Recently, leading private hospitals in Mexico and Costa Rica have been awarded full accreditation by the US-based Joint Commission International (JCI), the same agency that accredits hospitals like Johns Hopkins, Cleveland Clinic, and Mayo here in the US.

With all the negativity surrounding the current state of healthcare in the US, it’s easy to give in to feelings of helplessness and victimization. Yet, with more than 400 American-accredited hospitals around the world, and so many Americans now adopting medical travel as a component of their healthcare program, it’s empowering to know that you do have options.

Yes, Mr. Woodman, I look forward to seeing you flying off to Costa Rica or India to have your heart cut open. Shame on you for attempting to put a dress on a pig. Spewing this illusory reality, for which I am sure you are well paid, you lead people into a medical fantasyland full of terrible dark dangers. You make Medical Tourism look like a door prize!

You encourage patients to seek care elsewhere without revealing the fact that these foreign hospitals are not regulated. Oh, many do have the Joint Commission International Gold Star of accreditation. But when you carefully look at what this means, that Gold Star is a business proposition, entered into for personal gain, unregulated and without any obligation of the foreign hospital to comply with the JCI rule book (which they BUY). You make it seem as if the hospitals have the stamp of approval of the US government, but they do not.

You promote a money making proposition which has nothing to do with patient safety and in the interests of good medicine. And, sir, you do it with a smile on your face. What’s so joyful about sending people into peril? Have you read what’s going on with doctors in India who work for your beloved JCI hospitals?

Yes, I have attacked you before and will continue to do so. You spin lies without caring for those who may well suffer terrible consequences. I have been a personal witness to this trickery and have been contacted by thousands around the world who have suffered based on the kinds of illusions you propagate.

My response to Dr. Radhakrishnan

Hello Dr. Roshan,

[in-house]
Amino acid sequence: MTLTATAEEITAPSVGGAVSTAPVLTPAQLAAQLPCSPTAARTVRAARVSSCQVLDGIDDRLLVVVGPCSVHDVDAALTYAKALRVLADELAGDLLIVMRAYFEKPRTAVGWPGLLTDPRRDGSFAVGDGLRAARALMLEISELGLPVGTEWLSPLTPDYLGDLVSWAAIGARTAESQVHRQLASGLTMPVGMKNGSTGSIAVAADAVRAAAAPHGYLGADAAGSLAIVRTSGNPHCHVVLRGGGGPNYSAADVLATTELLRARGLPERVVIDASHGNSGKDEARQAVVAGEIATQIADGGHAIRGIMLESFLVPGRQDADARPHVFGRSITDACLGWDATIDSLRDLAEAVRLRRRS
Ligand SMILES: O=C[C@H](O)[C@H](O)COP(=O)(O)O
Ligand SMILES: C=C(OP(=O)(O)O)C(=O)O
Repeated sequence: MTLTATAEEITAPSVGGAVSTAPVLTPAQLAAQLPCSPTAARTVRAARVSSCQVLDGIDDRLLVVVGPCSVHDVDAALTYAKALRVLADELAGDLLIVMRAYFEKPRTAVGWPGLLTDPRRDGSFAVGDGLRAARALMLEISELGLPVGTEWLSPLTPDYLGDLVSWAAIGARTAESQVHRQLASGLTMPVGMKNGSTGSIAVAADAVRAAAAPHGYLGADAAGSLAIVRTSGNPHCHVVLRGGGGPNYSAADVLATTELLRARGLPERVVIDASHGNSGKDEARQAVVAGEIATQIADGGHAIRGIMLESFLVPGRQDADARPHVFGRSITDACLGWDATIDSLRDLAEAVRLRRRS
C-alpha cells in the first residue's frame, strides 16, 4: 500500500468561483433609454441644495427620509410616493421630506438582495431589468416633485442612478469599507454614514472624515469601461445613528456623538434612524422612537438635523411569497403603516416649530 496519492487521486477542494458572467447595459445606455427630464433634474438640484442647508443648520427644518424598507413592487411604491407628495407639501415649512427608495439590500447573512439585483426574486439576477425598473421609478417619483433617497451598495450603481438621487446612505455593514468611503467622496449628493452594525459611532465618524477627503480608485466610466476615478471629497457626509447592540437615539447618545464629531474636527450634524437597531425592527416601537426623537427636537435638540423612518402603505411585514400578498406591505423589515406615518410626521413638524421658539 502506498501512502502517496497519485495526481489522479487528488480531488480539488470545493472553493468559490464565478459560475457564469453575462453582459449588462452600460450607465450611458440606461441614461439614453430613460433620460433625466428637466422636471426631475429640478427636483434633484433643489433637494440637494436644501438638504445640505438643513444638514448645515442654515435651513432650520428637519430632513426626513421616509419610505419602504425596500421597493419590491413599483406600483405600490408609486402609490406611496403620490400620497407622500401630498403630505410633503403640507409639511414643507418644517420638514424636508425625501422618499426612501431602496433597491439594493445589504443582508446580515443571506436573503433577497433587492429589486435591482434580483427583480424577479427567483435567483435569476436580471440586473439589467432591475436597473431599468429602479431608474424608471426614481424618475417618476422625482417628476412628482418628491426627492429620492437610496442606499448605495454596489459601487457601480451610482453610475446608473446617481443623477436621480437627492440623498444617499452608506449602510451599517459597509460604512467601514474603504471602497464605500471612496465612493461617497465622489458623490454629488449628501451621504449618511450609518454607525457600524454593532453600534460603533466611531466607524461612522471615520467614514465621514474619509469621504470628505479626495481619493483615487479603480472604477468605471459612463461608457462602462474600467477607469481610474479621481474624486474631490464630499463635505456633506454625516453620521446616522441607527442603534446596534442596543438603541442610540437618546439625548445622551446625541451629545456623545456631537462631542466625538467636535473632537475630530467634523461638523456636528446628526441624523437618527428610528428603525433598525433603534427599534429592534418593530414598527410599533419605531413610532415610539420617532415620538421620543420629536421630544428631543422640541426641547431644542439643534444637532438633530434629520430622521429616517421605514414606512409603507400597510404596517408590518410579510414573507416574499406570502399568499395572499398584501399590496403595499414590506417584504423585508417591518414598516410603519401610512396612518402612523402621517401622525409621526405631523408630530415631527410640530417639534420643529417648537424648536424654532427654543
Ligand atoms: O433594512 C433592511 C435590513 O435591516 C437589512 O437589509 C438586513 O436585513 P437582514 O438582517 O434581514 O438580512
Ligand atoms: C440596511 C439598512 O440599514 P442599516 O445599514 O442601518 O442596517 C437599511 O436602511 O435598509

Thank you for being so candid about conditions in the Indian healthcare industry. The situation in the US is even worse.

Students must sustain debt for their education while reimbursement rates from the insurance cartel continue to decline—all at the expense of patients and their doctors.

Instead of enjoying the respect of being at the lead of the intellectual elite, doctors here in the US have been deemed to be called “providers”. The insurance, hospital corporations and pharmaceutical industries have never been more profitable and the cost to the patients never higher.

The expectation is that by 2025, there will be a shortage of 90,000 doctors in the US, and that’s probably a conservative estimate.

We do not have a socialized or publicly-funded education system and the incentives for giving up a reasonable balance between life and profession simply does not make sense to a reasonable person. The suffering is shameful: doctors are paid less and less and patients are paying more and more.

India has attempted to attract patients from around the world, yet with a declining population of your brightest and best turning away from medicine, unsuspecting patients are jumping out of the frying pan and into the fire.

International medicine, which many US corporations have a great interest in, are the beneficiaries. Patients walking into treatment centers globally are expecting excellent care when in fact they are subjecting themselves to unregulated and unspeakably low levels of esteem and respect.

This cannot last. It is unsustainable.

You might want to consult my website and read my book, The American Medical Money Machine: The Destruction of Healthcare in America and the Rise of Medical Tourism.

With respect to the medical warriors who have given their lives to save lives, I salute you.

Dr. James Goldberg
The United States